Original Post (with comments)
I’ve written, on occasion, about the influence of looks in our society. Let me attempt to codify my thoughts. The whole thing hinges upon the generalization that individuals in America (and elsewhere, but America, in particular) respond differently to people they perceive as physically attractive versus people who come off as unattractive. I believe this is largely genetic.
In his book, Blink, Malcolm Gladwell spends some time discussing the biases that we all have below the surface of consciousness. The point of the book is to put forth the notion that our minds are very good at “thin-slicing,” which is using a small amount of information to make decisions very quickly, and that, while this should often be embraced, it happens behind the locked door of our subconscious. He cites the intuitive behavior of successful art dealers, professional athletes, professional poker players, and military leaders to demonstrate the good side of thin slicing. However, he examines the dark side of thin slicing when he discusses how people respond to physical appearance.
In evolutionary terms, there are physical attributes that indicate fitness – tallness, healthy hair, healthy teeth, symmetry in facial features, good posture, a muscular and lean physique, and so on. Youth in females indicates fertility, so males prefer younger women. Conversely, size and brawn and chiseled features indicate virility in males, which is why females prefer “hunks.” (We’re talking about cavemen here.) The idea is that our evolutionary ancient emotions, the ones operating under the radar of consciousness, are tuned to be drawn to people with these attributes. Gladwell mentions the ex-president Warren Harding as a prime example. Here was a guy who was big with a Roman aristocracy kind of good looks, but he wasn’t especially intelligent, nor was he an impressive public speaker, and he had a long list of character flaws. Nevertheless, with the help of a clever senator, he was elected to office, presumably for nothing more than his good looks. A more contemporary example is the poll Gladwell conducted of half the companies on the Fortune 500 list.
He found that almost all CEOs are tall white males. Brevity, if I am capable of it, prevents me from detailing all of his caveats and conditions, but suffice it to say that his findings bear a stark contrast to normal demographic distributions. In short, it appears that upward mobility is easier for tall white males than it is for short ones or non-white ones or both (surprise, surprise). Of course, the argument can (and should) be made that Gladwell’s findings only betray the extent of in-group prejudice among the few who make it to the top. But, even if this is the case, how things got to be that way still warrants an explanation. For my part, I’m inclined to agree with the author that individuals whose physical appearance indicates fitness in an evolutionary sense enjoy an advantage when dealing with other people, an advantage that is largely unknown by the people conferring it upon them.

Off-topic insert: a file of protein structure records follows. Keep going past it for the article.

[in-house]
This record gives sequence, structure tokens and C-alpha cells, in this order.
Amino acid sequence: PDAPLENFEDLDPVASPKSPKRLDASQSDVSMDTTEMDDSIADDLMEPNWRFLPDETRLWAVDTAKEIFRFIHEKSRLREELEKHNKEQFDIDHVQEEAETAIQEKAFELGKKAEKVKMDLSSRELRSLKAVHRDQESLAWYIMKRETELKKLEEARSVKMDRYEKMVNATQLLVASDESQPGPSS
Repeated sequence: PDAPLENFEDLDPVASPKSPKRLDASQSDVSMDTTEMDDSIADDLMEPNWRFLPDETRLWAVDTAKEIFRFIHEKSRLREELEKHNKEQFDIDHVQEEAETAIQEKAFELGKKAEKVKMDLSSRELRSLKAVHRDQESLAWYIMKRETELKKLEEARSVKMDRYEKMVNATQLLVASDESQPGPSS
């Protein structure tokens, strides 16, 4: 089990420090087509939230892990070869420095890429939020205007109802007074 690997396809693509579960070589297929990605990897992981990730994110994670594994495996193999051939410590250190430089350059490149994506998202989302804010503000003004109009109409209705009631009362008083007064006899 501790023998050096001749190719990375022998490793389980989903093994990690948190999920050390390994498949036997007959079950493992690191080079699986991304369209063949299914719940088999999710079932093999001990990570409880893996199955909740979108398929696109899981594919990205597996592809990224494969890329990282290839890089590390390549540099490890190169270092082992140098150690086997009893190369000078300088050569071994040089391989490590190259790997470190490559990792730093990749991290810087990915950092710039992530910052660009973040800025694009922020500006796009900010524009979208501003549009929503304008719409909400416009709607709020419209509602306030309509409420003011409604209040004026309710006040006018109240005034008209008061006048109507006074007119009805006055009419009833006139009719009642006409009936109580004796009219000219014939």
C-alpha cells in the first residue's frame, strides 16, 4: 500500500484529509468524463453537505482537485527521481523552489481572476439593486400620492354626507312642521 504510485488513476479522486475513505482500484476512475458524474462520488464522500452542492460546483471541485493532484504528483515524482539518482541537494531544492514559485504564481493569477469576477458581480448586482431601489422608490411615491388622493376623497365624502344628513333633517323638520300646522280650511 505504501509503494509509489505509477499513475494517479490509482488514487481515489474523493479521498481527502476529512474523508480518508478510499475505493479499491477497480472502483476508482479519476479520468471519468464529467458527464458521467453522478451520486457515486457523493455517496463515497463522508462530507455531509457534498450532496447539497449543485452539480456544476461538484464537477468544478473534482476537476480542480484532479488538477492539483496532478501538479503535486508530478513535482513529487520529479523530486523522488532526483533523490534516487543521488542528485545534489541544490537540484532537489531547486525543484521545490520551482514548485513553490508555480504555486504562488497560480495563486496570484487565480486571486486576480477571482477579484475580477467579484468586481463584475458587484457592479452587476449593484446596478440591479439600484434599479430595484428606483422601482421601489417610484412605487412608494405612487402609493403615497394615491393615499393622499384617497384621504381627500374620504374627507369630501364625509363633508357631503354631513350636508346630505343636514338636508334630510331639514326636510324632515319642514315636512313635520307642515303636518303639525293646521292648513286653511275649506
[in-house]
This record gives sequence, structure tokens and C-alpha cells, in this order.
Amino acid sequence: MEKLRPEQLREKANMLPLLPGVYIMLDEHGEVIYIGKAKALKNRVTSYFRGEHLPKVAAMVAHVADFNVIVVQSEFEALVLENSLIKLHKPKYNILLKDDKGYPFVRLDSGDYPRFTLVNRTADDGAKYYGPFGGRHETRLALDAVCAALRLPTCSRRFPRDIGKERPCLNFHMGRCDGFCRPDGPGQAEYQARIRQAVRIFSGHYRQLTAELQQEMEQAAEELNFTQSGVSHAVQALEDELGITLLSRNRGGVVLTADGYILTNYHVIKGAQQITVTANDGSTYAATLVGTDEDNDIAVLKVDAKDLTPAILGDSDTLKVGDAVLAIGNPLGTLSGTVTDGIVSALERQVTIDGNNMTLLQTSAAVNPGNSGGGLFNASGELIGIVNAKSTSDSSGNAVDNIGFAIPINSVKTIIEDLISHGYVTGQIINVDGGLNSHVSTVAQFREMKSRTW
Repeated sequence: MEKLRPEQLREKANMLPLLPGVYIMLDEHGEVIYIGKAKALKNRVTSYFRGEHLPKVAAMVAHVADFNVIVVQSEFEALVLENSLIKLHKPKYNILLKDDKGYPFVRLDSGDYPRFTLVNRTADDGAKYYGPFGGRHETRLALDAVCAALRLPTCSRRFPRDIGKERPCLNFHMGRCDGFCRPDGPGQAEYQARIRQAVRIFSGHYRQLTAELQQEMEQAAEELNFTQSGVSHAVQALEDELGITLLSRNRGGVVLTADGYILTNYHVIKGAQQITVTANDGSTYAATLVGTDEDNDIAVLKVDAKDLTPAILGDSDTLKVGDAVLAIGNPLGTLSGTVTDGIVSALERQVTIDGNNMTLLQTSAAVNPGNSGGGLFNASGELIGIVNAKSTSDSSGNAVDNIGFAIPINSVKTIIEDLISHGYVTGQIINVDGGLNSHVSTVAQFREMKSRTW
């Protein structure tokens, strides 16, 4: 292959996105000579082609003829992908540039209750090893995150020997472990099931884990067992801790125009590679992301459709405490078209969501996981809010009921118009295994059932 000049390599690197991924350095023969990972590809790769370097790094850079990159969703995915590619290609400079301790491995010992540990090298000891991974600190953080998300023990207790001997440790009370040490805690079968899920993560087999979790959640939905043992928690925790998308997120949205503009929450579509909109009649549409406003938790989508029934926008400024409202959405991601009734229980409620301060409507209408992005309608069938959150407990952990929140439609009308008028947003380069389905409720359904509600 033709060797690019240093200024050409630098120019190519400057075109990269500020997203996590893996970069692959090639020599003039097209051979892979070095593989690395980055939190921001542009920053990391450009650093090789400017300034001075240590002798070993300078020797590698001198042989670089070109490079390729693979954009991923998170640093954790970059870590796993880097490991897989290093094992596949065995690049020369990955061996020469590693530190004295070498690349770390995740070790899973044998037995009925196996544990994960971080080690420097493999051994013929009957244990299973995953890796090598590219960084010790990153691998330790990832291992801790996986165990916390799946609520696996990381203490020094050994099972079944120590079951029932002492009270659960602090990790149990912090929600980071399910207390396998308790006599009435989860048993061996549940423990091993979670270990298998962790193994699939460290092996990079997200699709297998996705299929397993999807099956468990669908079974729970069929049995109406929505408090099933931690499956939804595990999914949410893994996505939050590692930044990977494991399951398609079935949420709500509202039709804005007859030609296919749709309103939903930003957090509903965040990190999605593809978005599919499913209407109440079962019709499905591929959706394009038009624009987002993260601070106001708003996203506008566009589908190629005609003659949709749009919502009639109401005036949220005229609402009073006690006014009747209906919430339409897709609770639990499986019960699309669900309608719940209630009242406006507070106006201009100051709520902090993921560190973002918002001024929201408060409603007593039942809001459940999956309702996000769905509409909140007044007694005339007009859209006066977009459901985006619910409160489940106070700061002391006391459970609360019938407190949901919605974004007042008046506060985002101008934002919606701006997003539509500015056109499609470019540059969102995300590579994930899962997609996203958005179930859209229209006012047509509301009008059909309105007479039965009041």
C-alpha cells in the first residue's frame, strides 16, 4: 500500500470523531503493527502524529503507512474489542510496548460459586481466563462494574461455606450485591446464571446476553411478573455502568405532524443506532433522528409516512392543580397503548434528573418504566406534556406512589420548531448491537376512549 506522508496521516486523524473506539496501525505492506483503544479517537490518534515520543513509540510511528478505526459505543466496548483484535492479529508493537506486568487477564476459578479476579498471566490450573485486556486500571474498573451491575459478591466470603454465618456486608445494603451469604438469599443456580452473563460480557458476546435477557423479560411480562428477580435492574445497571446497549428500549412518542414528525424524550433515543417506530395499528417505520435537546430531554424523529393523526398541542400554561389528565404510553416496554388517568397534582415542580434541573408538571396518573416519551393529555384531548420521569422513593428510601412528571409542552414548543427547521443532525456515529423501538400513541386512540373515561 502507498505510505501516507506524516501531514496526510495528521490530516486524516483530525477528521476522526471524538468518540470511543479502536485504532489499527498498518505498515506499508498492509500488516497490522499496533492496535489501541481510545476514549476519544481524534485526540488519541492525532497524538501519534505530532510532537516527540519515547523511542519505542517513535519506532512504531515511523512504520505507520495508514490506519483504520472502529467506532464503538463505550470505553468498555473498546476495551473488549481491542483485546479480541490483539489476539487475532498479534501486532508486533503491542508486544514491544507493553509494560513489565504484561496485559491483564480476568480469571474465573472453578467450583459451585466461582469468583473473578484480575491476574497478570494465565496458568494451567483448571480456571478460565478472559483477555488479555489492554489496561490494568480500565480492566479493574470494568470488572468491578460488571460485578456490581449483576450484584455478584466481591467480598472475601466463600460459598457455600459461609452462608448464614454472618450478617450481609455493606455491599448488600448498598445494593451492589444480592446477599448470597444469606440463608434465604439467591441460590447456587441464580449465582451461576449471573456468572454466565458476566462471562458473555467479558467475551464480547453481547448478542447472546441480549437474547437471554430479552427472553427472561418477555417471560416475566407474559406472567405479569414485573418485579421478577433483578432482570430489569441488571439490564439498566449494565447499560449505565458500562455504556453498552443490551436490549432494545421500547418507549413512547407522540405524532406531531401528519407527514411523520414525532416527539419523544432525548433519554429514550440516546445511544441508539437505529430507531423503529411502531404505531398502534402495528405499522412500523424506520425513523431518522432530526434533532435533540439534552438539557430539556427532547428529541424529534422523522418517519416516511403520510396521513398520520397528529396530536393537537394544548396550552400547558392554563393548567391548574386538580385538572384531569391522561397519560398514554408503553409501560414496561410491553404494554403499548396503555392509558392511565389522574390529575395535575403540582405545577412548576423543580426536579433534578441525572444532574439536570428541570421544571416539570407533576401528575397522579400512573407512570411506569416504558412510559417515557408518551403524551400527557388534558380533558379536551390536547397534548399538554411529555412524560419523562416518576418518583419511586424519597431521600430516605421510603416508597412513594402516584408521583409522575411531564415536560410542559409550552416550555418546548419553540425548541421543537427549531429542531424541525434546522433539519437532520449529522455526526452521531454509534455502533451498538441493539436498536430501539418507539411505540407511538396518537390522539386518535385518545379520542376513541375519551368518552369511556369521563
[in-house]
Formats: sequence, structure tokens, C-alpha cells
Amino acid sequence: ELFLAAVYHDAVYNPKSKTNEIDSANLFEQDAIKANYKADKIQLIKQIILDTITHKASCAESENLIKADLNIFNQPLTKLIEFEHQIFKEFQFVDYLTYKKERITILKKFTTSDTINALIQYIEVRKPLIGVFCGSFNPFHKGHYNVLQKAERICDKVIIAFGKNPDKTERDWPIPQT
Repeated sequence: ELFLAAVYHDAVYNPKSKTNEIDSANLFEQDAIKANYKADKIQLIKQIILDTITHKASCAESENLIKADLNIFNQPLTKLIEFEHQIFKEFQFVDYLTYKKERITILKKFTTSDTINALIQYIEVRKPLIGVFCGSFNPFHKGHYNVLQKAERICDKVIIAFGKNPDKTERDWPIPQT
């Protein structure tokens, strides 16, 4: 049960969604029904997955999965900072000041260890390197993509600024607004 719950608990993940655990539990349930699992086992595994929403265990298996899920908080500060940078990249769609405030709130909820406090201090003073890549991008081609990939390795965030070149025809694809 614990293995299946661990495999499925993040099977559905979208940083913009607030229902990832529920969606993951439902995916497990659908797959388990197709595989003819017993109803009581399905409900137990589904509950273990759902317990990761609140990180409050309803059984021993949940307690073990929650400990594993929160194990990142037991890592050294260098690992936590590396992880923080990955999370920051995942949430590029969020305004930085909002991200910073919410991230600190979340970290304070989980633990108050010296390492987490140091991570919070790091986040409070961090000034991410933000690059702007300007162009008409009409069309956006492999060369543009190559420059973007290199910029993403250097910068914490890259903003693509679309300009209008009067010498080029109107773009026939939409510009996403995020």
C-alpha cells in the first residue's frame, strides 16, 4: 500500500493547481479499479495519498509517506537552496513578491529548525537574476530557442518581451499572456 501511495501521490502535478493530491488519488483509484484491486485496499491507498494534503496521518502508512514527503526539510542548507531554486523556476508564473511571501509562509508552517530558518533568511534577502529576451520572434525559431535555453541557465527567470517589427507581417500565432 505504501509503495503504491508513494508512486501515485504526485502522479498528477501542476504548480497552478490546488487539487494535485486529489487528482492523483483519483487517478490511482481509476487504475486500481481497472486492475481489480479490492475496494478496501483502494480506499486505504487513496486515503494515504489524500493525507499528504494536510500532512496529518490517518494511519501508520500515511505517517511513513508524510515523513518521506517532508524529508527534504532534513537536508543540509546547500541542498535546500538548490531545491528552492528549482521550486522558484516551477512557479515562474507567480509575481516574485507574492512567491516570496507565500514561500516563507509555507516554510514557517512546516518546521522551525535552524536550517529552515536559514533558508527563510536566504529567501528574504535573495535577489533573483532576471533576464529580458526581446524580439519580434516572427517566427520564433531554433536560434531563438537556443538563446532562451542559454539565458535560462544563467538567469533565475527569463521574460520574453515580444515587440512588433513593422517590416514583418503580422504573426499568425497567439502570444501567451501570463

If this is true. If. Then, it means that looks do matter in society. It means that no matter how enlightened we may become, no matter how we may deliberately look beyond physical appearance, we are ill-served if we expect the same thing out in the world. We may choose to take the higher ground and assert that people who modulate their interpersonal behavior based upon something so shallow are to be ignored. But the notion that much of this appearance bias happens below the level of consciousness strains the sensibility of this approach. No, I think there’s a better option. Once again, I find myself in a situation where I need two sets of rules for how I operate. I’ve stumbled on another sort of dualist strategy.
I think of all people as falling into one of two groups – people I want long-term relationships with and people I don’t. When I first meet someone, I don’t know which category they’ll fall into, so they start out in the latter. Over time, however, if we get along, and it makes sense, they can transition into the former. The point is that I apply different interpersonal rules to the two different categories.
For the long-term relationship folks, I prefer enlightenment. I encourage looking beyond physical appearance because I know that the rewards are plentiful. Shallow people don’t make the cut. But for people with whom I have no intention or interest in any meaningful long-term relationship, I have no requirements whatsoever. I abstract them all into this group that, among other things, is defined by the least common genetic denominator. I assume that they’re all cavemen doing precisely as their genes instruct. Sure, I’m proven wrong a lot, but it’s better than assuming that they’re all highly aware of their genes’ negative influences and are compensating for them all the time. The consequences of getting this wrong are regular disappointment. Anyhow, things get interesting we we realize that sometimes we need things from these people.